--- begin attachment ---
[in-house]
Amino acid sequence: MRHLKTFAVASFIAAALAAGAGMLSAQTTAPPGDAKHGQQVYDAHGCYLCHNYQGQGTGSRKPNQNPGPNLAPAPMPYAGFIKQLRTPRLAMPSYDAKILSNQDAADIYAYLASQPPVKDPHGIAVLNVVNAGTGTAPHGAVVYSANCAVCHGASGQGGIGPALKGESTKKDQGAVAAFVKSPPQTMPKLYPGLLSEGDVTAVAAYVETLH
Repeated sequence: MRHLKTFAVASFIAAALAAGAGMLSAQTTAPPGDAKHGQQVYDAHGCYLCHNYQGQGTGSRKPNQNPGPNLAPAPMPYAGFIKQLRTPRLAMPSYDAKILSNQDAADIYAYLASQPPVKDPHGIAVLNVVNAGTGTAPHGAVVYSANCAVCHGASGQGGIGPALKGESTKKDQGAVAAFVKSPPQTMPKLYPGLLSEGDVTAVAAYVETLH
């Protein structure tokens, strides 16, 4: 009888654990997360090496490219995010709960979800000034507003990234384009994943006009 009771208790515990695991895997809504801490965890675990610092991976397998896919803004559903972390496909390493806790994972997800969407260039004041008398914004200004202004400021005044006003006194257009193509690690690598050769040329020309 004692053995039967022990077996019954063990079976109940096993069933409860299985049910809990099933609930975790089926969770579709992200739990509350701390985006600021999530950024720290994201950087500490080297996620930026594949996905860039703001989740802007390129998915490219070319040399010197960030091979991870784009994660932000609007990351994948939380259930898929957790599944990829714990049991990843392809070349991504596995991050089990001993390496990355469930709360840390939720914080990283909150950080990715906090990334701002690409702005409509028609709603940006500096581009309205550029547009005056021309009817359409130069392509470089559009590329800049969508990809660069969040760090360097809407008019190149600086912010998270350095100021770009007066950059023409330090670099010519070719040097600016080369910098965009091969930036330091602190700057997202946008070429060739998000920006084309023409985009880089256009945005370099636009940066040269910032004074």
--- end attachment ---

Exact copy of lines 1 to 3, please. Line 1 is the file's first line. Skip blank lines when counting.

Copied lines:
[in-house]
Amino acid sequence: MRHLKTFAVASFIAAALAAGAGMLSAQTTAPPGDAKHGQQVYDAHGCYLCHNYQGQGTGSRKPNQNPGPNLAPAPMPYAGFIKQLRTPRLAMPSYDAKILSNQDAADIYAYLASQPPVKDPHGIAVLNVVNAGTGTAPHGAVVYSANCAVCHGASGQGGIGPALKGESTKKDQGAVAAFVKSPPQTMPKLYPGLLSEGDVTAVAAYVETLH
Repeated sequence: MRHLKTFAVASFIAAALAAGAGMLSAQTTAPPGDAKHGQQVYDAHGCYLCHNYQGQGTGSRKPNQNPGPNLAPAPMPYAGFIKQLRTPRLAMPSYDAKILSNQDAADIYAYLASQPPVKDPHGIAVLNVVNAGTGTAPHGAVVYSANCAVCHGASGQGGIGPALKGESTKKDQGAVAAFVKSPPQTMPKLYPGLLSEGDVTAVAAYVETLH